Working Today For a Tomorrow in Trapping.
Furbearers Are A Natural Renewable Resource.


             Montana Trappers Association

Youth Trapper Camp

About the Camp


Who is YTC And What Does It Do?

First began as a tri-agency endeavor, the three-day camp which is held annually in the beautiful Bear Paw Mountains, south of Havre, Montana, has been incorporated in Montana as a non-profit educational organization.  The Internal Revenue Service has classified YTC as a 501(c)(3), non-profit organization which allows all contributions to be income tax deductible.

 

The annual camp has been held in the month of June, accommodations are semi-primitive, with attendees providing their own tents, campers, RV's and personal items.  All meals, snacks, soft drinks and eating utensils are provided.

 

The camp is geared towards family participation.  Campers will attend classes on trapping methods, ethics, regulations, fur handling, health and safety.  Camp instructors come from the MTA education program, Montana 4-H program and Montana Fish, Wildlife and Parks.

 

Funding for YTC comes from camp fees, YTC Membership Gifts, Individual and corporate donations, participation in the 'Albertson's Community Partners Program', the Montana Fish, Wildlife and Parks offers a $20 scholarship to the first 60 youth and YTC, Inc provides for the additional applicants who request help prior to April 15.

 

Who May Attend YTC?

  • Any youth under the age of 18 years
  • Any youth 10 years of age and under must be accompanied by an adult
  • Any youth regardless of their race, religion or nation origin
  • Youth do not have to be a member of the MTA or enrolled in the 4-H program
  • Youth with special needs must be accompanied by an adult
  • Any person over the age of 18 years, may attend as a camper, chaperon or volunteer
  • Family participation is encouraged
  • Attendees are selected on a first come - first accepted basis
  • First year participants will attend 9 classes dealing with trapping basics, conservation, regulations, ethics, furbearer identification, safety and health
  • Returning participants will receive more intense hands-on training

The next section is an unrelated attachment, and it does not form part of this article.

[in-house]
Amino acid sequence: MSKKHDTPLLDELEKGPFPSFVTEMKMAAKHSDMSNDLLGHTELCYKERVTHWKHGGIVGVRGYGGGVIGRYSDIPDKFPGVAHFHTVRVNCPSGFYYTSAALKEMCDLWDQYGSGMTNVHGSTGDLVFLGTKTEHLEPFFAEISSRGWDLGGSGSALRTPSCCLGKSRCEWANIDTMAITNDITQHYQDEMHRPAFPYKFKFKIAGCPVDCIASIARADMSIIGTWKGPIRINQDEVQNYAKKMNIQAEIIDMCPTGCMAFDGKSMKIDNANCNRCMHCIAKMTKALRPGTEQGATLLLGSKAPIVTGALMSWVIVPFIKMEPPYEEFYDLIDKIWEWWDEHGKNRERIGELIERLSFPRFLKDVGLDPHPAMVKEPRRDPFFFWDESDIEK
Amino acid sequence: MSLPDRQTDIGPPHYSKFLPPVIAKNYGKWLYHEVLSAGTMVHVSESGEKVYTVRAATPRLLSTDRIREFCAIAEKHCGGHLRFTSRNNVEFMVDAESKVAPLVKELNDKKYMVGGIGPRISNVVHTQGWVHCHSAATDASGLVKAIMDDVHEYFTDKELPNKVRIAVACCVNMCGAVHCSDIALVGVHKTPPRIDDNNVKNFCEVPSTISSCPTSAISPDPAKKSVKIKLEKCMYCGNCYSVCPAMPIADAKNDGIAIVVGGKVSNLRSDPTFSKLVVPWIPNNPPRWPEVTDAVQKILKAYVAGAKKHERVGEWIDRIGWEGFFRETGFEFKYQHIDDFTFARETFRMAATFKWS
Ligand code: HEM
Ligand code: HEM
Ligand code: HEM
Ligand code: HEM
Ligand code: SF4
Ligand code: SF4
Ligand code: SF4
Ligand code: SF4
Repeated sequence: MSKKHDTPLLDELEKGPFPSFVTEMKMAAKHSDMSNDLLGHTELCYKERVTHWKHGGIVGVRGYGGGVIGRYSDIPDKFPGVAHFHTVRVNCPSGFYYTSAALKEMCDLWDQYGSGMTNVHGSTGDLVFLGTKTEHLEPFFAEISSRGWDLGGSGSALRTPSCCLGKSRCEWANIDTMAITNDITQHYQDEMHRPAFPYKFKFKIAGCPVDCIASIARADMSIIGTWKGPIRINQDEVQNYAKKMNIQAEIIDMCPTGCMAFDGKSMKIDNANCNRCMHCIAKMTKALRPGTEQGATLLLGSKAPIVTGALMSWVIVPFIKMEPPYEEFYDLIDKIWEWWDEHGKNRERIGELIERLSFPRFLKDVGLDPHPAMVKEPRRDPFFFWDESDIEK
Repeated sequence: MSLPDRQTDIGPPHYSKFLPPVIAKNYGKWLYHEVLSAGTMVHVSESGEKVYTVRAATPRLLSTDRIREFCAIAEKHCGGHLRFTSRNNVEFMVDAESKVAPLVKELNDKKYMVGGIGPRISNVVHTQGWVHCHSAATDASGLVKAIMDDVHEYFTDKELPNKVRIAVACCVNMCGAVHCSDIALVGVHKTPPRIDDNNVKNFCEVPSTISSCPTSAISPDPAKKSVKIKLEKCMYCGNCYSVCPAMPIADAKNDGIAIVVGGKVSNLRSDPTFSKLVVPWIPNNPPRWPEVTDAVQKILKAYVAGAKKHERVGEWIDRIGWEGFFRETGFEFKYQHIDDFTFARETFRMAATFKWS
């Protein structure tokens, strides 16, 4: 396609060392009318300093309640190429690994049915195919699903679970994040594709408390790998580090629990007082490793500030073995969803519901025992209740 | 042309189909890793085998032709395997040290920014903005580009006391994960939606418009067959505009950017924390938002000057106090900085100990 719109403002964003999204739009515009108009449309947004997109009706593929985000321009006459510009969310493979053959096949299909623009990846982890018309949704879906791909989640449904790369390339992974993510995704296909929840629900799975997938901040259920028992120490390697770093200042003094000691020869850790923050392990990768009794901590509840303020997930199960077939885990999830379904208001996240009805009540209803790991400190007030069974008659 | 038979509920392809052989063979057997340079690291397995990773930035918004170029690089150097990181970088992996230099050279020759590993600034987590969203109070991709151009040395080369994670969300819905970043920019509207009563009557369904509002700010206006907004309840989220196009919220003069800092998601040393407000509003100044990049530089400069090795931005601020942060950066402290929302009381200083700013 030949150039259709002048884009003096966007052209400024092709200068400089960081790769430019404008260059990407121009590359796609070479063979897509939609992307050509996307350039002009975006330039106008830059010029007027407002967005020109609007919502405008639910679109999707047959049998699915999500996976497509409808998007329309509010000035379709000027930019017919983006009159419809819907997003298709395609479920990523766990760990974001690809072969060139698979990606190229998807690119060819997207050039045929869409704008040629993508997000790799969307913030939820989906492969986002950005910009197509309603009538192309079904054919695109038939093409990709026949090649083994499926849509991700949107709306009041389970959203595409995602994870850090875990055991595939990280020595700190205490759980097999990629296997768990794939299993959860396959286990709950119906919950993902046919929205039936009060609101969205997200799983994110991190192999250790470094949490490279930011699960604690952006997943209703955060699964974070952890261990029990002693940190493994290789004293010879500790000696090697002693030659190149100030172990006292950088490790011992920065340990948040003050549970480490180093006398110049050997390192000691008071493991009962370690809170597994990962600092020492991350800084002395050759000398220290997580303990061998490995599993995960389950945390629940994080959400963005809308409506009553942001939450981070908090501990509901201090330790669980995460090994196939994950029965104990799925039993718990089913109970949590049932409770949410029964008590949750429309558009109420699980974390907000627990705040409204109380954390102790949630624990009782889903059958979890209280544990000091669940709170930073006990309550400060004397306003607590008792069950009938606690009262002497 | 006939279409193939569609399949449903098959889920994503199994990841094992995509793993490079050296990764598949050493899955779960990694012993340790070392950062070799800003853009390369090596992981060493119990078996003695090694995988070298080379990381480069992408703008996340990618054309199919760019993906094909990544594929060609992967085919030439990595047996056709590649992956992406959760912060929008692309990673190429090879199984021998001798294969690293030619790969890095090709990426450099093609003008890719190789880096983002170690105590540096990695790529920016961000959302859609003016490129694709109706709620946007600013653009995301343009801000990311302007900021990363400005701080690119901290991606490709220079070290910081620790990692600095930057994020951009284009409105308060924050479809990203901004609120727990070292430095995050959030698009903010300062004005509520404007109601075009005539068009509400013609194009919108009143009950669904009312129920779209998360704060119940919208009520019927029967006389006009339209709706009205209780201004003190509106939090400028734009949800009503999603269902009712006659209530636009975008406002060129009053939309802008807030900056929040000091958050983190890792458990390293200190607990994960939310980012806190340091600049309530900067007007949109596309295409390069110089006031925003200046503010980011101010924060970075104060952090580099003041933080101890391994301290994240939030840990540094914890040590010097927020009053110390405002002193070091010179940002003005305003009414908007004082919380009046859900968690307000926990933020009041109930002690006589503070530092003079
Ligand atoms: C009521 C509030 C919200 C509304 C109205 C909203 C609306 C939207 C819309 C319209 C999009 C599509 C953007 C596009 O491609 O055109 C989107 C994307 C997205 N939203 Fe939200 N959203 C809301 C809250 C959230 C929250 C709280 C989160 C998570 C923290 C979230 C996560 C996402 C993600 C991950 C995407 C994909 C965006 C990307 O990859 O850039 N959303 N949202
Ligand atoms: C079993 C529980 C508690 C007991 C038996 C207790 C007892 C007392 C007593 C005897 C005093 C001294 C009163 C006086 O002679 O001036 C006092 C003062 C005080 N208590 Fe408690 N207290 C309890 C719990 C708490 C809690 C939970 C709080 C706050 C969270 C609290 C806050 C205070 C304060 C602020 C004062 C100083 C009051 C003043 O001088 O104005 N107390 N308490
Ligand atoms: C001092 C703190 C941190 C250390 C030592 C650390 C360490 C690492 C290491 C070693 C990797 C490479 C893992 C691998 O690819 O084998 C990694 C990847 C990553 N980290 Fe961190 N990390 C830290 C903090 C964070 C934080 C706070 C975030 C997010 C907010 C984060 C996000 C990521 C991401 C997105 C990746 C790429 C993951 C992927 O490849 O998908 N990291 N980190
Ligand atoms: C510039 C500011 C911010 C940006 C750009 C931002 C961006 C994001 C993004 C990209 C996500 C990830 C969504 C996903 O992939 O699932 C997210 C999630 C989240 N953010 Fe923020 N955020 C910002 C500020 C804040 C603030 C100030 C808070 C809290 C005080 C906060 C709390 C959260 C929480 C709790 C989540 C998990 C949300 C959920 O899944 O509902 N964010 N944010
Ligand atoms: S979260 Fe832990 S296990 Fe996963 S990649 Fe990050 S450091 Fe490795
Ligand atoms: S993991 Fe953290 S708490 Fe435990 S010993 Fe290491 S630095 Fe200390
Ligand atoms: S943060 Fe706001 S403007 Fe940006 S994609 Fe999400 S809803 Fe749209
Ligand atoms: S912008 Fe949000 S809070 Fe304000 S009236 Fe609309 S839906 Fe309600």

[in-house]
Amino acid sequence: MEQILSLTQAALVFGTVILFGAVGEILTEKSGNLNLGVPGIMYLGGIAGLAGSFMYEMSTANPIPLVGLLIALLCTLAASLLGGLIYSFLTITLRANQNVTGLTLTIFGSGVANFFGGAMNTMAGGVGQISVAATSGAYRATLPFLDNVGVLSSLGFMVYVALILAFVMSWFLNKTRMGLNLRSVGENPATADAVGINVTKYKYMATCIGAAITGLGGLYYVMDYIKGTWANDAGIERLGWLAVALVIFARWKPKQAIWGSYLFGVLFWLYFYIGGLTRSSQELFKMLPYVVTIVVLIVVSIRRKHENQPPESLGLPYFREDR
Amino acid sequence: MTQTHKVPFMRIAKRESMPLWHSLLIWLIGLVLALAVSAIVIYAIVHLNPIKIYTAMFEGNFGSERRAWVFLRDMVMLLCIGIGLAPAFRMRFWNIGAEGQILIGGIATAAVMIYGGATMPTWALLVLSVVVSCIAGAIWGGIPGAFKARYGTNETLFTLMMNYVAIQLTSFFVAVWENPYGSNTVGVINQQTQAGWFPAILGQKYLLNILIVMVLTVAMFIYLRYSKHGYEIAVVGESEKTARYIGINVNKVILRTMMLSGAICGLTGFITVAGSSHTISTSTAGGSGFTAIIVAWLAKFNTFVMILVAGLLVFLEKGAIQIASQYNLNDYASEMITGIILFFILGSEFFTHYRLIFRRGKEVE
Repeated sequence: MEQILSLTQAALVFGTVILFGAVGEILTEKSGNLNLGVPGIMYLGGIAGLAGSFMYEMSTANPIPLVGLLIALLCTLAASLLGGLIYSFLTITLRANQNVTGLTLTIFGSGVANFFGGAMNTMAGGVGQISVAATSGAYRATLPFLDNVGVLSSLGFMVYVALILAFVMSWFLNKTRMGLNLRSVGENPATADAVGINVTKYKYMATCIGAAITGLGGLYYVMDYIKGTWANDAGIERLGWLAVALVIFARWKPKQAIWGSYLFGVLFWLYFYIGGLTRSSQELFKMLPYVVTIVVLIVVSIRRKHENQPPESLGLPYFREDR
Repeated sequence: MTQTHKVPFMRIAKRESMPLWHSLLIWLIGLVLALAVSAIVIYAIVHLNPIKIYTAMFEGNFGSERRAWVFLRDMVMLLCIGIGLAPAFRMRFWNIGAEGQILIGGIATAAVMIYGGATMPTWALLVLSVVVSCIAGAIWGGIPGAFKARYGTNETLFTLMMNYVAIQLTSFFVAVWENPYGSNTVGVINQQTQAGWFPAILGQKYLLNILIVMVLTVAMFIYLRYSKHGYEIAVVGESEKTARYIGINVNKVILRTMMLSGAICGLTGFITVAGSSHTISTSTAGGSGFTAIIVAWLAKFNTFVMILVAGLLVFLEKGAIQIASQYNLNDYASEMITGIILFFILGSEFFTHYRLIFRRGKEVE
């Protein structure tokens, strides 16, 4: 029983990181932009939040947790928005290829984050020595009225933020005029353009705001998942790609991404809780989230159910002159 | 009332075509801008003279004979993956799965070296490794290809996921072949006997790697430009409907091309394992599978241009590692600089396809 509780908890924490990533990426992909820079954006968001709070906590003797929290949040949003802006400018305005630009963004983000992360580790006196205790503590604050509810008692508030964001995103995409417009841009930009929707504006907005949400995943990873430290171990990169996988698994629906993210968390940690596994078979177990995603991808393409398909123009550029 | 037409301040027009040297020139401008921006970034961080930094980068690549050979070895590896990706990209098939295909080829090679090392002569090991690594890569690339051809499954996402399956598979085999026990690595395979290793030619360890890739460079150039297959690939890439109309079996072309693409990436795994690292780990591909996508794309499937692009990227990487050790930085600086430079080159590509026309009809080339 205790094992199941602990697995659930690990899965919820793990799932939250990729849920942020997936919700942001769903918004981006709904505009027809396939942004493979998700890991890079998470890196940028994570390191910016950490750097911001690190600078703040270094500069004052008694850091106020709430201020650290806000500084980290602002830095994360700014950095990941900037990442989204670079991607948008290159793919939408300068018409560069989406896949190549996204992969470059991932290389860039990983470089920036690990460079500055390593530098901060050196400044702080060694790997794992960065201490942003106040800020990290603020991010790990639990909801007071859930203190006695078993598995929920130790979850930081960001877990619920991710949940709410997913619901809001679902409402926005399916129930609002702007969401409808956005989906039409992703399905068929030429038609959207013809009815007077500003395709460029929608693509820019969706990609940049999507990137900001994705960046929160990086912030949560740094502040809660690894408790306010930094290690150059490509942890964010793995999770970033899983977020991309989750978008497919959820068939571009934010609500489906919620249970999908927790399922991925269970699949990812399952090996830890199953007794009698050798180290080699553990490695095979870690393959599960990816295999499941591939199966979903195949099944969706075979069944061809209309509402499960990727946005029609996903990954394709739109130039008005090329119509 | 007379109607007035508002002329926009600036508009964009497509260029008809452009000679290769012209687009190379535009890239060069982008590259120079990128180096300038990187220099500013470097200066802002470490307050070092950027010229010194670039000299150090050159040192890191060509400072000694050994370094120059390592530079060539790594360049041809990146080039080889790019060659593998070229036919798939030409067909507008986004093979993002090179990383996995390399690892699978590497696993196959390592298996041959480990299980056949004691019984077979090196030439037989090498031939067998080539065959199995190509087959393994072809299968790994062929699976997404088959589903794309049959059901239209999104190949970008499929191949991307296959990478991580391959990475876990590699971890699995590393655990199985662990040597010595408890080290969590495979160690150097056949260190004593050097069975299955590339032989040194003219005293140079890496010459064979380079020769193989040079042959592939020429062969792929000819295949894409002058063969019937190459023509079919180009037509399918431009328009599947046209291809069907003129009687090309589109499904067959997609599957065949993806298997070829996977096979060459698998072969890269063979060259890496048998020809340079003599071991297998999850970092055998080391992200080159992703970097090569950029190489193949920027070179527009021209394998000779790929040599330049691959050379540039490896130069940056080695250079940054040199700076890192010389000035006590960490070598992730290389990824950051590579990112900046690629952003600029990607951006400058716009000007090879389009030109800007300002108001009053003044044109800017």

Purpose and Goals of YTC

  • Teach the proper care, management, preservation and utilization of furbearers and other North American wildlife
  • Develop, promote and support educational programs for the wise use, management and conservation of furbearers
  • Inform and educate the public to more completely understand the problems of the wise use of furbearers
  • Stimulate public interest in furbearers
  • Promote environmental education, including the wise use and conservation of furbearers
  • Operate an annual camp which will fulfill the goals of YTC, Inc and benefit the general public

 

If you'd like more information on how you can attend the 2016 Youth Trapper Camp,    Click Here

 

Did You Know?

Jim Bridger (1804-1881). Trapper, scout, mountain man. One of first white men to see the future Yellowstone Park and Great Salt Lake, which he believed to be an arm of the Pacific Ocean. Became partner of Rocky Mountain Fur Company in 1830 and established Fort Bridger in Wyoming Territory in 1842. Laid out routes for the Central Overland Stage and Pike's Peak Express Company. Returned to Missouri in 1867 where died on his farm on July 17, 1881.

 

Rendezvous were held on a yearly basis at various locations until 1840, mainly in Wyoming, but Pierre's Hole in Idaho and Bear Lake in northwest Utah were favorite sites as well.

 

Fort Manuel Lisa was established in 1807 by Manuel Lisa at the mouth of the Big Horn River near Hysham. This was the first permanent settlement in Montana and was occupied until 1811.

 

John Jacob Astor was the first prominent member of the Astor family and the first multi-millionaire in the US. He amassed his wealth through fur-trading, opium smuggling, and New York City real estate. Famed patron of the arts. At the time of his death, he was the wealthiest person in the US.

 

In 1919, the Hudson’s Bay Company was approaching its 250th year in business. What began in a coffee house in London, in 1670, had now grown to become the undisputed leader of the international fur trade.

 

The desire for beaver fur hats in European men’s fashions dates back centuries and spurred the development of the 17th century North American fur trade. Beaver fur was the most prized of the fur trade because of its water repellant qualities. Encouraged by European trade goods, natives hunted beaver to extinction in some areas.